“It’s hard to pick stocks that will go up, so most people can’t do it consistently. It’s about equally hard — probably a bit harder — to pick stocks that will go down, so most people can’t do that consistently either. But if somehow you knew in advance what banks were going to be investigated for bank-y malfeasance, or which biotech companies were cooking their books, then you could sell their stocks and avoid losses, with consistent repeatable outperformance. Who might know that sort of thing in advance?”
“The decomposition of returns earned by SEC employees suggests that the abnormal returns are earned in the sell portfolio. In particular, the 12 month ahead (252 trading days) abnormal returns, using the four factor Fama-French model as the model of expected returns, of U.S. common stocks that SEC employees buy (sell) is 0.56% (-7.97%). Hence, SEC employees’ stock purchases look no different from those of uninformed individual investors … but their sales appear to systematically dodge the revelation of bad news in the future. This fact pattern is consistent with the greater informational advantage related to potential enforcement activities that employees of a regulator are likely to enjoy over other market participants.”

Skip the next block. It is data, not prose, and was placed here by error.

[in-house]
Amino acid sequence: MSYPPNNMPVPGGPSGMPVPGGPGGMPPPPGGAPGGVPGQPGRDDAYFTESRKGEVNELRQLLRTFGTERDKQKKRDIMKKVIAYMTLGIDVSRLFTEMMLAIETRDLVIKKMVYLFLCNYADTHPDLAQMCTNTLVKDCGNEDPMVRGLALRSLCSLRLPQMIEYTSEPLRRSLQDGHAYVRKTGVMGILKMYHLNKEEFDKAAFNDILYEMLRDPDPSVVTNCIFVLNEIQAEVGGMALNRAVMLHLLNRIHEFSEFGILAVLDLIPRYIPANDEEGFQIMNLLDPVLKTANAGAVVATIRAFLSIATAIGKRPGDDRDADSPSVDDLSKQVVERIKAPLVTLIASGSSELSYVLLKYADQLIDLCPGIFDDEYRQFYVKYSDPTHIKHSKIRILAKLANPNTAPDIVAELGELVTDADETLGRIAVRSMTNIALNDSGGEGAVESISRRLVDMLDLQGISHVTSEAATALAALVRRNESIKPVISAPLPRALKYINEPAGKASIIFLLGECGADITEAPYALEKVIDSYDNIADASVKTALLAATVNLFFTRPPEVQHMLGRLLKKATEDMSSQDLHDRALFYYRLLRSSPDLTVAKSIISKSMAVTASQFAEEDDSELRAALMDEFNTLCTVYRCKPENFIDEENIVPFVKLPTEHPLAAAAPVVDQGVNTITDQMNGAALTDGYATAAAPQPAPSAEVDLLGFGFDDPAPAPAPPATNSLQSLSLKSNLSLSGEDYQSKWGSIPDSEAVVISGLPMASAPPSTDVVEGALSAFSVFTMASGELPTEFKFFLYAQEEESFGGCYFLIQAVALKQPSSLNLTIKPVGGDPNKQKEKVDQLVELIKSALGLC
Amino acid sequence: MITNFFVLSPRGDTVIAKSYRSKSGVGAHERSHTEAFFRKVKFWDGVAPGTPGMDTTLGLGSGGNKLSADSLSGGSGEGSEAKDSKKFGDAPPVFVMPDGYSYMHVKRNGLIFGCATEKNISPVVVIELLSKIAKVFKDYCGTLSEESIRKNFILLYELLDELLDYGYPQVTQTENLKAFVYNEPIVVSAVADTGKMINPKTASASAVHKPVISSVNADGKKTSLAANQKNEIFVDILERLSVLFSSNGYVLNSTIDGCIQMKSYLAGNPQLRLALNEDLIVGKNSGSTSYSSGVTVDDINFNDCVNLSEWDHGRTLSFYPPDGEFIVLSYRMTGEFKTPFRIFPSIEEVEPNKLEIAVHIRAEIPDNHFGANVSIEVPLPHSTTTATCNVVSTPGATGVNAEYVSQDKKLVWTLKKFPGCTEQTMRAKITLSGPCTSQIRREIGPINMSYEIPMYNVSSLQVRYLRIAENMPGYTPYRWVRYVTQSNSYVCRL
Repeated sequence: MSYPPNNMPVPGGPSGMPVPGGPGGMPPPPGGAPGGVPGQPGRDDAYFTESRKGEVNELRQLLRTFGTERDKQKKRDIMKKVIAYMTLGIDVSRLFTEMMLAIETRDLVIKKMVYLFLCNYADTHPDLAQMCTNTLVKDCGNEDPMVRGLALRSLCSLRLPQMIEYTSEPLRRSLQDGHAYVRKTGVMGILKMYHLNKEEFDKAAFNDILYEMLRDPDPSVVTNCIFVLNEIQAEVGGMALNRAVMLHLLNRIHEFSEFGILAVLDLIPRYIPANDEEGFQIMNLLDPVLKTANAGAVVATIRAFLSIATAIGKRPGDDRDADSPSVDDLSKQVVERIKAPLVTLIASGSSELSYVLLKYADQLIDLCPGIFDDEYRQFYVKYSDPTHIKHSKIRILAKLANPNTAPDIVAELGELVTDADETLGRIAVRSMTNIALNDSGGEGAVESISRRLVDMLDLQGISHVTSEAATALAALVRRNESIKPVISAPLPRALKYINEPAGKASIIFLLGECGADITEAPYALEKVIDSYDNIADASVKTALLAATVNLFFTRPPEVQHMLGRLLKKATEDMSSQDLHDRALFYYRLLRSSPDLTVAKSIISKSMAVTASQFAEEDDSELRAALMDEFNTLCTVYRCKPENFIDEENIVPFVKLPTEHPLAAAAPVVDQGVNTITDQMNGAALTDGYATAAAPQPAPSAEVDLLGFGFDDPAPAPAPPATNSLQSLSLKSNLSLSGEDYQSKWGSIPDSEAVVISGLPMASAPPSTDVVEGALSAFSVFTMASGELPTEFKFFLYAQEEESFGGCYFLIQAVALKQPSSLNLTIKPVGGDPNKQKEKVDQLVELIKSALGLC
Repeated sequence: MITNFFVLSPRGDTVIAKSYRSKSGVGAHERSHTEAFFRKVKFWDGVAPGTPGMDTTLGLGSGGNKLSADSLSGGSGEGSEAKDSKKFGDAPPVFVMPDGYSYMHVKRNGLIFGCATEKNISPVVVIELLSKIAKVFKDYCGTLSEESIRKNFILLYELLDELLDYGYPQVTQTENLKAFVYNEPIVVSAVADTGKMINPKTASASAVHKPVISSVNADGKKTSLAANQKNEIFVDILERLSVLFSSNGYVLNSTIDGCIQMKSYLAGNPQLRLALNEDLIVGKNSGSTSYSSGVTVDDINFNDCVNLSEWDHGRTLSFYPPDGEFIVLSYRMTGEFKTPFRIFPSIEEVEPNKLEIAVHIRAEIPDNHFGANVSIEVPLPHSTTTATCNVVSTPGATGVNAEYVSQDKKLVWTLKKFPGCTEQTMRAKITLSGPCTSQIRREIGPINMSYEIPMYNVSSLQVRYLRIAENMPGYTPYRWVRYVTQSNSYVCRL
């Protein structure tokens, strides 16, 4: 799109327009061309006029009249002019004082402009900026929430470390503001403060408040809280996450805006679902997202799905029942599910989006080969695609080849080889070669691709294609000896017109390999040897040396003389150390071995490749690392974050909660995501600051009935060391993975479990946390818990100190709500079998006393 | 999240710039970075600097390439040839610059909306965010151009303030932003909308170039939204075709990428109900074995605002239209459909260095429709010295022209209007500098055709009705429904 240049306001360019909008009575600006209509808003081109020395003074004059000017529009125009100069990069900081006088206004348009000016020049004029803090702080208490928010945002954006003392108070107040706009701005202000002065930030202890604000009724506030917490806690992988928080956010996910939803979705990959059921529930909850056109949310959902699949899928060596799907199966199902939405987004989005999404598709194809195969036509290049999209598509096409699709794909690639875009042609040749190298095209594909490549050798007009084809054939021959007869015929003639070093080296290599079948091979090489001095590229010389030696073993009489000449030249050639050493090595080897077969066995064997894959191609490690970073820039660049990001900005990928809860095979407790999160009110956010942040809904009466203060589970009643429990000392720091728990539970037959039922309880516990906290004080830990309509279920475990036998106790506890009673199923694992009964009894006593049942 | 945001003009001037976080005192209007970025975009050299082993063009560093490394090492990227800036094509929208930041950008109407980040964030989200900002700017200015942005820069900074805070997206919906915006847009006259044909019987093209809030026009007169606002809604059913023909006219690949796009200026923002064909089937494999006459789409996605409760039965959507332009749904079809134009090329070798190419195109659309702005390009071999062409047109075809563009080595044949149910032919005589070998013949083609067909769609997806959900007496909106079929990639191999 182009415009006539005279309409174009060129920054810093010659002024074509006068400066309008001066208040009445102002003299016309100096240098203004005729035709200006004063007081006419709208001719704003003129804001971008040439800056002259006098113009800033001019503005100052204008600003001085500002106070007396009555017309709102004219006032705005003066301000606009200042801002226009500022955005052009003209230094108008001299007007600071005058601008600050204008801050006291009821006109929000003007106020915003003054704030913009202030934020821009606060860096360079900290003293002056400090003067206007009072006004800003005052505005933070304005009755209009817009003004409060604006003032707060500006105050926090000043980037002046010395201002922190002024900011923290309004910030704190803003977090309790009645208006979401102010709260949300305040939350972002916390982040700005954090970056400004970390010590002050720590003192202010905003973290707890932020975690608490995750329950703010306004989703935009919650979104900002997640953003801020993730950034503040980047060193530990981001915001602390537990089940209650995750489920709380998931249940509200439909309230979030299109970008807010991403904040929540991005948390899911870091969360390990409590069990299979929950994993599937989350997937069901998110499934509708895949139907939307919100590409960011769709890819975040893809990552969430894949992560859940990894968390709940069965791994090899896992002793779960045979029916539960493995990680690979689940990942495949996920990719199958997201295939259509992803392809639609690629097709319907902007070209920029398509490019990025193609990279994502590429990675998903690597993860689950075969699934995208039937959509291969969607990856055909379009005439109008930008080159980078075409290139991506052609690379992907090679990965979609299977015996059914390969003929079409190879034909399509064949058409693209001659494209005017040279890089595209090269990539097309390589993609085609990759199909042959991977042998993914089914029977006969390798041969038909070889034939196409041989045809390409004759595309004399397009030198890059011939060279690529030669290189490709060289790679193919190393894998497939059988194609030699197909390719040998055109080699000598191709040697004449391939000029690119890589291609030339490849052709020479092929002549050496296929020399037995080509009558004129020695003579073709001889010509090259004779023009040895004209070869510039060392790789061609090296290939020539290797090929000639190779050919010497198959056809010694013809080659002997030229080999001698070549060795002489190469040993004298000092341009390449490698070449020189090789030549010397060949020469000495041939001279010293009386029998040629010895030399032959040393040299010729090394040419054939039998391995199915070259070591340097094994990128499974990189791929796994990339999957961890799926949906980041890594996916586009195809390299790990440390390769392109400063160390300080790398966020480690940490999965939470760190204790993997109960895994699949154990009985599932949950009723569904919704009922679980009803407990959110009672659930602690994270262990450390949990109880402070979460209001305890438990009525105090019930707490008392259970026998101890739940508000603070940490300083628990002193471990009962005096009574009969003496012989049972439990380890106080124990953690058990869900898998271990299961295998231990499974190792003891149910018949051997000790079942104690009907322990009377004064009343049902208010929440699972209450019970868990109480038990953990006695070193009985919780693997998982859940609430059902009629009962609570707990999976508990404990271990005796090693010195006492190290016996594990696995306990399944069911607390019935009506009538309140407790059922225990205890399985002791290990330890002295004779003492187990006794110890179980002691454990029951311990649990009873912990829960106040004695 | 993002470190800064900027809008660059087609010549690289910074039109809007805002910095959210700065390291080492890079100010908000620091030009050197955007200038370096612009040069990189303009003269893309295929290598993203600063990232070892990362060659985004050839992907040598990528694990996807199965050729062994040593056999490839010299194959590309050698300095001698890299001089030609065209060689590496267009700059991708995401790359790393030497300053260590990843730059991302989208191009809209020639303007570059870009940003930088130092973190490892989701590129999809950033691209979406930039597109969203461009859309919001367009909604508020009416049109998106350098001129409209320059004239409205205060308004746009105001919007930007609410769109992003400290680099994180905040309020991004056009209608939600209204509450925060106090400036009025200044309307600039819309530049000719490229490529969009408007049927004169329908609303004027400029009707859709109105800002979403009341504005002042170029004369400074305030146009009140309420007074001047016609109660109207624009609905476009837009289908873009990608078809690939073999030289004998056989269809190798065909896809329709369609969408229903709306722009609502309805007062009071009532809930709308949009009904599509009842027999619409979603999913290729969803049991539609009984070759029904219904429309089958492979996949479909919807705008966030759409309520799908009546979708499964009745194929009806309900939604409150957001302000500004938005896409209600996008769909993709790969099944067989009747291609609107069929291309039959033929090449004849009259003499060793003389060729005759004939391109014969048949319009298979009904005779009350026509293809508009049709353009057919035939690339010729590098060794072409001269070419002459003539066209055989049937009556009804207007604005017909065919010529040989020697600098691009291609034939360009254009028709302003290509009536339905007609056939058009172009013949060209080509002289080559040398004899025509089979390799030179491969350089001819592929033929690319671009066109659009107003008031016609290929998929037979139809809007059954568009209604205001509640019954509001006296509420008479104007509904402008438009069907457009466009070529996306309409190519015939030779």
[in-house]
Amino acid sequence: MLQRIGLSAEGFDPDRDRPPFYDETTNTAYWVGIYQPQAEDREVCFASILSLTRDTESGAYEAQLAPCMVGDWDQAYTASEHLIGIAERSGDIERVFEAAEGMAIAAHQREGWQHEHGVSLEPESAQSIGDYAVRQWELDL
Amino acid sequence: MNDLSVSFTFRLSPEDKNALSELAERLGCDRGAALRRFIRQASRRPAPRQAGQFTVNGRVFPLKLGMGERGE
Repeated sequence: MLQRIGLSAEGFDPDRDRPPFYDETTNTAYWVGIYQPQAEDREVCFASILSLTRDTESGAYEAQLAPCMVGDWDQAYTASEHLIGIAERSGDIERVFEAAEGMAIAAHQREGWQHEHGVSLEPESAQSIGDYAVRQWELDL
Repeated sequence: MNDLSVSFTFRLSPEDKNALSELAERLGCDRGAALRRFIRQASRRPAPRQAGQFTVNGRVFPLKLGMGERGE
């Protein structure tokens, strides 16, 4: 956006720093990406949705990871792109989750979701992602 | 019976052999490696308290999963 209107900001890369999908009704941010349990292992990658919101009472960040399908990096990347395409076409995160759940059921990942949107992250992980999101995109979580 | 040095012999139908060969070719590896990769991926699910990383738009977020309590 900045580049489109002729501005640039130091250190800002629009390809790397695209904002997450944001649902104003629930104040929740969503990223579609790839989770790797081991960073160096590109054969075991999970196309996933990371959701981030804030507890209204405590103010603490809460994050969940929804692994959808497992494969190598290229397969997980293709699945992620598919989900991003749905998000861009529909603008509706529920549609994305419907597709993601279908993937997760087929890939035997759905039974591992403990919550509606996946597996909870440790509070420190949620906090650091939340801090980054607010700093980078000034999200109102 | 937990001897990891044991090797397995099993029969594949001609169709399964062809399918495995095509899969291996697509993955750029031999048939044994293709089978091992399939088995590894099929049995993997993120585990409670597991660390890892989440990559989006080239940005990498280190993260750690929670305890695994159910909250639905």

Read full Bloomberg View article here.